December 5, 2014

The New Republic morphs from magazine to vertically integrated digital media company, and loses editors in the process


The New Republic is undergoing a major shift, as top editors leave and the venerable publication is reenvisioned as “as a vertically integrated digital media company.” Editor Franklin Foer, who returned to the publication 1n 2012, and literary editor (since 1983) Leon Wieseltier have resigned over conflicts with publisher and owner Chris Hughes (a co-founder of Facebook) and chief executive Guy Vidra.

Foer emailed magazine staffers on Thursday to break the news, explicity blaming divergent visions for the magazine.

I’ve always had a hard time imagining leaving here. That moment, however, has arrived. Chris and Guy have significant plans for this place. And their plans and my own vision for TNR meaningfully diverge. I’ve decided this is the right time for me to finish a book that is several years overdue and to work on a few other projects. I will miss everyone here immensely.

In his own memo to staff, printed in full at Poynter, Vidra (hired away from Yahoo News by Hughes) introduces the new editor-in-chief, Gabriel Synder. Snyder has worked at Gawker and Atlantic Wire and, most recently, Bloomberg.

As we move forward under Gabriel’s leadership, we are re-imagining The New Republic as a vertically integrated digital media company. Gabriel is ideally suited to bridge traditional journalism and digital media. He is committed – as am I – to The New Republic’s mission of impact, influence and persuasion, but understands that fulfilling that mission in today’s media landscape requires new forms. He truly reflects the “straddle generation” of journalists and editors who remain deeply rooted in the qualities of traditional journalism – having worked with brands such as the New York Observer and The Atlantic – but also understands what it takes to create content that will travel across all platforms. We believe he is the right person to help us to maintain the core DNA of The New Republic, while propelling us forward to the 21st century.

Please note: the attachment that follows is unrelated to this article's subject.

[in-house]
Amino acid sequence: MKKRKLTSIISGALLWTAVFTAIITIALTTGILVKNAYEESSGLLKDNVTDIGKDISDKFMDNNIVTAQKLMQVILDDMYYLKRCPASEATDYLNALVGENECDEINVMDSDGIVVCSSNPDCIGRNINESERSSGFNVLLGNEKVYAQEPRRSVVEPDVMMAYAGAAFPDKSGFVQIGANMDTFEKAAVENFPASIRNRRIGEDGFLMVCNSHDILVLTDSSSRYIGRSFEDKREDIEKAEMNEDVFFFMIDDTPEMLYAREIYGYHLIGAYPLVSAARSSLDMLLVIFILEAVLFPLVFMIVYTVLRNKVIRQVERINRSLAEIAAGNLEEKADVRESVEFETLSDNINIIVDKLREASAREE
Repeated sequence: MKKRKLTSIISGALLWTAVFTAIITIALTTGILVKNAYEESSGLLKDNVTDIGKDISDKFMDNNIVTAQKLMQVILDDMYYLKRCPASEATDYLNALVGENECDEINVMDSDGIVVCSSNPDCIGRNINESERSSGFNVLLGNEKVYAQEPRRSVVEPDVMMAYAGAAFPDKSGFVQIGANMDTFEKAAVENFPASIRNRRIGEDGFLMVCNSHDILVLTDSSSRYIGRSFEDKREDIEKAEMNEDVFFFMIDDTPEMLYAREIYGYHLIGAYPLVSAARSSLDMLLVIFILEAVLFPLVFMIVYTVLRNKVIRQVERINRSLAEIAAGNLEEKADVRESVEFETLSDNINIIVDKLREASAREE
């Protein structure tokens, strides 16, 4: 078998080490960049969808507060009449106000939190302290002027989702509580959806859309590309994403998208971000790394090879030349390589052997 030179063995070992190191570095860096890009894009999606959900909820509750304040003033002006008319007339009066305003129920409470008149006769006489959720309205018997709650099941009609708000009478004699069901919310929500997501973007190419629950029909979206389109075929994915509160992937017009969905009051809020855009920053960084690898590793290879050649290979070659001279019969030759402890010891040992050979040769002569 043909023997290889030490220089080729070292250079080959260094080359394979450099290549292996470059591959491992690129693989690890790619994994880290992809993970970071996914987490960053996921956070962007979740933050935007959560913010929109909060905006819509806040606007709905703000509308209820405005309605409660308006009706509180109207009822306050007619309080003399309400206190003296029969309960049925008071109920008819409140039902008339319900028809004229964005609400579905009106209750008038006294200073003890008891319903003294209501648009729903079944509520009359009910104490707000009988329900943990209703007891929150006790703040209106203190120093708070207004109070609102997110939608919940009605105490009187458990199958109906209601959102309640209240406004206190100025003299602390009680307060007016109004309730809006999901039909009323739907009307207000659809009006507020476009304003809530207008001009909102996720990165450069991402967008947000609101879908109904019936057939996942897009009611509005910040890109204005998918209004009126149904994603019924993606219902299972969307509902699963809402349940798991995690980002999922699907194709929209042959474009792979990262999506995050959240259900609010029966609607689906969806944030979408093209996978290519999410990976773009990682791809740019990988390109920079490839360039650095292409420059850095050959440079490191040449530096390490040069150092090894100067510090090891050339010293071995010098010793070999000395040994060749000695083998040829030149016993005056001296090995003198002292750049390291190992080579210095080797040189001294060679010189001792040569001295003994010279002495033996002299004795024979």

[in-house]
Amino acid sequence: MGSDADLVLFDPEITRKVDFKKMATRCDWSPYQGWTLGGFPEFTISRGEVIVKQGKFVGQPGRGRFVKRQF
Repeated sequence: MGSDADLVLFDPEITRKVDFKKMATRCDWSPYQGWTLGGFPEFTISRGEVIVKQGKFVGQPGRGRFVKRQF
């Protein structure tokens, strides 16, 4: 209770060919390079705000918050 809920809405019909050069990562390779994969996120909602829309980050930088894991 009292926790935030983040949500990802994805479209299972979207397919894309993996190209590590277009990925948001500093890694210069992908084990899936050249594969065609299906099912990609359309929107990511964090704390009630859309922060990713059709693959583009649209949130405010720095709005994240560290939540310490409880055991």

Vidra also announced major changes, in the form of a reduced print schedule and likely layoffs.

As we restructure The New Republic, we will be making significant investments in creating a more effective and efficient newsroom as well as improved products across all platforms. This will require a recalibration of our resources in order to deliver the best product possible. In order to do so, we’ve made the decision to reduce the frequency of our print publication from 20 to 10 issues a year and will be making improvements to the magazine itself.

Given the frequency reduction, we will also be making some changes to staff structure. This is not a decision we make lightly, but we believe this restructuring is critical to the long-term success of the company. We will be holding an all-hands meeting tomorrow to help answer any questions or concerns you may have.

The reception to the news has been a sort of mourning for the magazine’s influence (and for the end of an era that Wieseltier’s exit signifies), and anger at the new management.



At New York‘s Daily Intelligencer, Jonathan Chait was quick with “A Eulogy for The New Republic,” writing that “Frank Foer isn’t leaving TNR because he wasn’t a good enough editor. He’s leaving because Chris Hughes is not a good enough owner.”

Hughes and Vidra are afflicted with the belief that they can copy the formula that transformed the Huffington Post and BuzzFeed into economic successes, which is probably wrong, and that this formula can be applied to The New Republic, which is certainly wrong. 

Hughes and Vidra have provided no reason at all for anybody to believe they have a plausible plan to modernize The New Republic. If they did, Frank Foer would still be editor. My only hope now is that one day this vital American institution can be rebuilt.

There is, of course, a backlash to the backlash, as not everyone has such fond memories of the publication. Gawker, and Ta-Nehisi Coates’ twitter feed are good places to start to understand why.

(In other news, Dog Fancy and Cat Fancy also shut down. A rough day for print magazines.)

Update: There were apparently mass resignations at the magazine as of this morning.

Julia Fleischaker is a former director of marketing and publicity at Melville House.